Written by Karim Belbacher and Bernd Fox
Often times, viruses are able to pass from animals to humans. In particularly serious cases, there are therefore epidemics, as is currently the case with Corona, for example. Due to the fact that the habitats of animal species will continue to be restricted with climate change, more zoonoses will be circulating in the future.
In the video: Bernd Fuchs in Climate Update explains how zoonotic diseases are transmitted to humans
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Confined habitats increase the chance of transmission
Does climate change encourage the transmission of viruses to humans? Scientist Colin Carlson of Georgetown University investigated this question with colleagues. We will not like the answer. More and more so-called zoonotic diseases are already being transmitted to humans. One of the main reasons is the overlap of the animal habitat. It is being pushed back more and more, for example through agricultural use. They now not only share their habitat with more and more other species, but often with humans as well.
It is therefore not surprising that more and more zoonotic diseases are transmitted to humans. By 2070, researchers estimate that first contacts with other wild animal species will double. This, in turn, also increases the risk that they will end up in humans.
At least 4,500 species are expected to jump
Carlson’s team expects this species to leapfrog, especially in tropical regions of Africa and Southeast Asia. This may be due to different climatic zones and many species of mammals in an enclosed space. Scientists expect the number of possible jumps to be 15,000 species and 4,500 are considered certain. Even global warming of less than two degrees cannot stop this spread.
Our results underscore the urgent need for virus detection and control.Carlson explains. In addition, shifts in species distribution zones must be tracked, especially in the tropics where most zoonotic diseases are found and where warming is most rapid.
The most common zoonotic disease: Corona virus
Perhaps this is the most famous zoonosis Covid-19 virusWhich the Corona pandemic gave us. Scientists had suspected that the virus was transmitted by bats. However, this is not 100 percent guaranteed. Other coronaviruses also include Middle East respiratory syndrome And SARS. Bats are also the original carriers there, while larvae of camel and civet cats act as intermediate hosts.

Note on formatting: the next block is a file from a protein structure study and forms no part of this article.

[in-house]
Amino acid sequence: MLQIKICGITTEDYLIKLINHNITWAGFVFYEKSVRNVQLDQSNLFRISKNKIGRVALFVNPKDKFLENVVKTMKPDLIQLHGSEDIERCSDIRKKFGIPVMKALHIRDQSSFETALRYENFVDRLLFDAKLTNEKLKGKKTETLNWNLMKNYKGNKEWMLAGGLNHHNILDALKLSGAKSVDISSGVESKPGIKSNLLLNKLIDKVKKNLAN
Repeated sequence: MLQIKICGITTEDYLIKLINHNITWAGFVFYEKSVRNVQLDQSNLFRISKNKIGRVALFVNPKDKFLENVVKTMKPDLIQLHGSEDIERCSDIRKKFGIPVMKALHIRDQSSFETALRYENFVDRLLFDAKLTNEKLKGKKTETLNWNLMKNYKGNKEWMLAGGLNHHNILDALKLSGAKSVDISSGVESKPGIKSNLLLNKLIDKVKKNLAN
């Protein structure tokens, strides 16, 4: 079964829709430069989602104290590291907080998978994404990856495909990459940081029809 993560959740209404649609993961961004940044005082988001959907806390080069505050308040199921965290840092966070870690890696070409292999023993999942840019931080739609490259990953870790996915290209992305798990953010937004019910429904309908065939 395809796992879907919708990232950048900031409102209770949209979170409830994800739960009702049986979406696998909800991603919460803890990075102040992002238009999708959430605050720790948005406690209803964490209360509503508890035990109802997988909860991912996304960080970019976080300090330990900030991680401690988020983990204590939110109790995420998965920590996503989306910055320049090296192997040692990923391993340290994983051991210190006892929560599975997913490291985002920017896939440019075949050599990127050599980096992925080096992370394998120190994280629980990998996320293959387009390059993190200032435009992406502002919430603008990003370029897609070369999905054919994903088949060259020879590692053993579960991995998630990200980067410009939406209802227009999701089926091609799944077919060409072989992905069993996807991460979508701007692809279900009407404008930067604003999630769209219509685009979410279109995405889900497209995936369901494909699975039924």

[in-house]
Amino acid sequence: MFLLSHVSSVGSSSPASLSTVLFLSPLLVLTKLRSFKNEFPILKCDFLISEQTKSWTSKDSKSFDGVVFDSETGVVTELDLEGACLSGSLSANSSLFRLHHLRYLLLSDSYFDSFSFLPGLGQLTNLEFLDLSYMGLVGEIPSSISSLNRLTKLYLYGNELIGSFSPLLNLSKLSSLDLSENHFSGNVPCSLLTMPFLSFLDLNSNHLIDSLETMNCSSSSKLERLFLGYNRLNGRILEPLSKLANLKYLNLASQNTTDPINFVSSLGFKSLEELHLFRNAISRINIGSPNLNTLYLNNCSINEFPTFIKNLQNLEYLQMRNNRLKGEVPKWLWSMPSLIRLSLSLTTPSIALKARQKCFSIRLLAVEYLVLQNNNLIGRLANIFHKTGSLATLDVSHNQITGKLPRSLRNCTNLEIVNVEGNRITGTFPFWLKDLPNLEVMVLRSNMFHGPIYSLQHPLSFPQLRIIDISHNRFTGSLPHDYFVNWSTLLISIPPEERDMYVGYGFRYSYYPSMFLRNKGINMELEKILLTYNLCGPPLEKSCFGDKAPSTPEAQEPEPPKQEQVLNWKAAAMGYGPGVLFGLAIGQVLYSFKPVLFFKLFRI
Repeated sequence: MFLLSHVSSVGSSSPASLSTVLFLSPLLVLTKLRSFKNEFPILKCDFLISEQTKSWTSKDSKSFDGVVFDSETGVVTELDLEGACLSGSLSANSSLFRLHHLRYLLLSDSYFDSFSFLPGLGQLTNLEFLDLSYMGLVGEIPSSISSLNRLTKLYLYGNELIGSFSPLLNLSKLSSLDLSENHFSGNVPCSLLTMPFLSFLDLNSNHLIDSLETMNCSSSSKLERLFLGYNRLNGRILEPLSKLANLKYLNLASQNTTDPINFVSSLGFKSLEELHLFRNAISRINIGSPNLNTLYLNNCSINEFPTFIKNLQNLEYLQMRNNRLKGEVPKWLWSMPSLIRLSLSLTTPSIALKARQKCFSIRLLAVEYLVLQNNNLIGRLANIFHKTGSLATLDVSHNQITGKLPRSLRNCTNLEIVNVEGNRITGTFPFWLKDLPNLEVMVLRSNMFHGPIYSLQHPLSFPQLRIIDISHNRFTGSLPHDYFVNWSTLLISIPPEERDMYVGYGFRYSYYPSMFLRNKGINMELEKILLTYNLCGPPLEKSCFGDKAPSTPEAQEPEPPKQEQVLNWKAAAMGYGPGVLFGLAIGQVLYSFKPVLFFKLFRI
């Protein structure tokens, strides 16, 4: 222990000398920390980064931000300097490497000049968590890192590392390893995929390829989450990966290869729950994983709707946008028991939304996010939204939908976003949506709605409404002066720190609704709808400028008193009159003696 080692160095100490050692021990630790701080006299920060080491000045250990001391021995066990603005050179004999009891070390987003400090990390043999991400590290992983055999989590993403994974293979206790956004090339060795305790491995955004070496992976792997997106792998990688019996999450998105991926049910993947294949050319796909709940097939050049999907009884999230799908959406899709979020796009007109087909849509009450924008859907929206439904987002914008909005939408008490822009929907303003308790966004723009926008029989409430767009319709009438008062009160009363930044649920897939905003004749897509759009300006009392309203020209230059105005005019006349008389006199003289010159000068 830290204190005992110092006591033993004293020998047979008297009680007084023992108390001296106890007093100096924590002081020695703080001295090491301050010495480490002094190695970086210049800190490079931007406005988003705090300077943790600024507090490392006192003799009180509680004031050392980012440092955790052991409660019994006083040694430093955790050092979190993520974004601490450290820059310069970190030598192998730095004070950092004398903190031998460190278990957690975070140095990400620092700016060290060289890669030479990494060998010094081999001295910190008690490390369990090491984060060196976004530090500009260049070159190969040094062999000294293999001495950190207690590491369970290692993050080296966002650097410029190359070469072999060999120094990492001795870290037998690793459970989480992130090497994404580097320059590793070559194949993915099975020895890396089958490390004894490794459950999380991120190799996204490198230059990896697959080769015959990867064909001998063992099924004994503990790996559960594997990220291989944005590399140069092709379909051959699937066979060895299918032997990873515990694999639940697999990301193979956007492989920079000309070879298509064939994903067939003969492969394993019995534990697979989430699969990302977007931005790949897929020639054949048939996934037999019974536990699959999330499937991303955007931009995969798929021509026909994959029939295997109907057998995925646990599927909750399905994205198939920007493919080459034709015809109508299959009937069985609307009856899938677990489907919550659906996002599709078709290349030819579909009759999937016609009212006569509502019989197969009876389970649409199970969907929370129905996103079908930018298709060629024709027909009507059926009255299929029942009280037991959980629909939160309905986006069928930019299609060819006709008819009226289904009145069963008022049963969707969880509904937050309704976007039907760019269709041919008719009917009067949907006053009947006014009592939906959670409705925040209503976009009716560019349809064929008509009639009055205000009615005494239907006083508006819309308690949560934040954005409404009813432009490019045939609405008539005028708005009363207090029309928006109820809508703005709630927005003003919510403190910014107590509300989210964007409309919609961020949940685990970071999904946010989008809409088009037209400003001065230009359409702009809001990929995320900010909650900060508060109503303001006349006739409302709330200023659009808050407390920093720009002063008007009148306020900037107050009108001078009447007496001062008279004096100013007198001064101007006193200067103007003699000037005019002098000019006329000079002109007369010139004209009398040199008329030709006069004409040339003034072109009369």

Monkeypox (monkeypox virus)
They are doing it now Monkeypox (monkeypox virus) round. In fact, smallpox has been considered extinct since 1979. A consistent vaccination campaign has contributed significantly to this. However, because the virus has not appeared in Germany since 1972, compulsory vaccination was lifted in West Germany in 1976 and in East Germany in 1982. People vaccinated against smallpox have some protection (up to 85 percent) from the disease. Rodents are intermediate hosts and vectors of monkeypox. One reason for the recent spread of cases could be the deforestation of more areas of forest. The virus is transmitted by the exchange of body fluids.
The real flu
It is another zoonotic disease that has gained some notoriety real flu (the flu). It is an infectious disease transmitted by different animals. For example, swine flu (H1N1) killed about 200,000 people in 2009/10. The original virus is H5N1 avian influenza.
Ebola With a mortality rate of about 90 percent, it is one of the deadliest zoonotic diseases. Bats are also vectors of Ebola. Although the first disease was reported in 1976, the largest outbreak of fever occurred in 2014-2016. Similar to monkeypox, Ebola viruses are transmitted through bodily fluids, but eating contaminated meat and contact with contaminated objects are also transmitted.
It’s another viral disease dengue fever, which are usually hunted by travelers in tropical countries and then brought with them to Europe. The virus is transmitted by mosquitoes, but it originally came from monkeys. The first cases of fever were recorded by the Chinese several centuries after the birth of Christ.
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